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Griebel T.,Functional Bioinformatics Group | Zacher B.,Functional Bioinformatics Group | Zacher B.,Computational Biology and Regulatory Networks Group | Ribeca P.,Algorithm | And 3 more authors.
Nucleic Acids Research | Year: 2012

High-throughput sequencing of cDNA libraries constructed from cellular RNA complements (RNA-Seq) naturally provides a digital quantitative measurement for every expressed RNA molecule. Nature, impact and mutual interference of biases in different experimental setups are, however, still poorly understood - mostly due to the lack of data from intermediate protocol steps. We analysed multiple RNA-Seq experiments, involving different sample preparation protocols and sequencing platforms: we broke them down into their common - and currently indispensable - technical components (reverse transcription, fragmentation, adapter ligation, PCR amplification, gel segregation and sequencing), investigating how such different steps influence abundance and distribution of the sequenced reads. For each of those steps, we developed universally applicable models, which can be parameterised by empirical attributes of any experimental protocol. Our models are implemented in a computer simulation pipeline called the Flux Simulator, and we show that read distributions generated by different combinations of these models reproduce well corresponding evidence obtained from the corresponding experimental setups. We further demonstrate that our in silico RNA-Seq provides insights about hidden precursors that determine the final configuration of reads along gene bodies; enhancing or compensatory effects that explain apparently controversial observations can be observed. Moreover, our simulations identify hitherto unreported sources of systematic bias from RNA hydrolysis, a fragmentation technique currently employed by most RNA-Seq protocols. © 2012 The Author(s). Source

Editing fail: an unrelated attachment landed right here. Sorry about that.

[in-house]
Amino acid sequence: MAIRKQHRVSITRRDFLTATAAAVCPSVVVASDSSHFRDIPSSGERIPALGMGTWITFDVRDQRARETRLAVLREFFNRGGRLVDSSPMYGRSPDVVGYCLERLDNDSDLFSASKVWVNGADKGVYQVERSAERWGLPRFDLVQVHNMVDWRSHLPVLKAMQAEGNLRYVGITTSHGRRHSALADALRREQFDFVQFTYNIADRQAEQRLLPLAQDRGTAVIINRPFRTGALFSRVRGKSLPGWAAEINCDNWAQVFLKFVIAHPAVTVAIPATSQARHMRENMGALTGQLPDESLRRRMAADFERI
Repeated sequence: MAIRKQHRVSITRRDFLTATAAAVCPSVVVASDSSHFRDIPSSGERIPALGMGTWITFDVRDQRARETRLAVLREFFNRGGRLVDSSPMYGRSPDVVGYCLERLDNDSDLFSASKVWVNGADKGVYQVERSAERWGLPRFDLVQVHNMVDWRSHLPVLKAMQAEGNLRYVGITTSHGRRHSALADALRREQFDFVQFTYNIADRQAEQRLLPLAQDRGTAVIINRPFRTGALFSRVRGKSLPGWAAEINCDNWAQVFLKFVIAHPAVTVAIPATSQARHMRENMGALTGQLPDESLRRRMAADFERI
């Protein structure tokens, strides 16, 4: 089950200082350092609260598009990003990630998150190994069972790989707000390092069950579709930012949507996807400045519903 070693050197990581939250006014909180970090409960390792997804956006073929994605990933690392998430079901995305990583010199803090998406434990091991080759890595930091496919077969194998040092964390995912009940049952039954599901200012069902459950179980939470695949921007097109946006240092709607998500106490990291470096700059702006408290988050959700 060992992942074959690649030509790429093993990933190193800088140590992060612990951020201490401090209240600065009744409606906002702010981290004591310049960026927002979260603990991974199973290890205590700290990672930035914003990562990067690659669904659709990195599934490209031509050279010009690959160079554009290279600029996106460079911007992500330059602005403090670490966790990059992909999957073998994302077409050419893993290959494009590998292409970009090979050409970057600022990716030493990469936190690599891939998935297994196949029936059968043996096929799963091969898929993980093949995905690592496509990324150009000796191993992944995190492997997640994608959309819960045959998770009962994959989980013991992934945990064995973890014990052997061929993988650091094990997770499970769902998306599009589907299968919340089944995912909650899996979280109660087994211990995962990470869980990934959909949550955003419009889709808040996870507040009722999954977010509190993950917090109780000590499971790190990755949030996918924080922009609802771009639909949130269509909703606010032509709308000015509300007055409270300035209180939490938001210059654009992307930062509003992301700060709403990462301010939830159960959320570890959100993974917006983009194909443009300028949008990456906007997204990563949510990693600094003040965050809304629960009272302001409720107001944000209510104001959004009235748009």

Azuma H.,Institute of Computational Fluid Dynamics | Azuma H.,Algorithm
Progress of Theoretical Physics | Year: 2011

In this paper, we propose a method for building a two-qubit gate with the Jaynes- Cummings model (JCM). In our scheme, we construct a qubit from a pair of optical paths where a photon is running. Generating Knill, Laflamme and Milburn's nonlinear sign-shift gate by the JCM, we construct the conditional sign-flip gate, which works with small error probability in principle. We also discuss two experimental setups for realizing our scheme. In the first experimental setup, we make use of coherent lights to examine whether or not our scheme works. In the second experimental setup, an optical loop circuit made out of the polarizing beam splitter and the Pockels cell takes an important role in the cavity. Source

Djuric P.M.,State University of New York at Stony Brook | Khan M.,Algorithm | Johnston D.E.,Quantalysis LLC
IEEE Journal on Selected Topics in Signal Processing | Year: 2012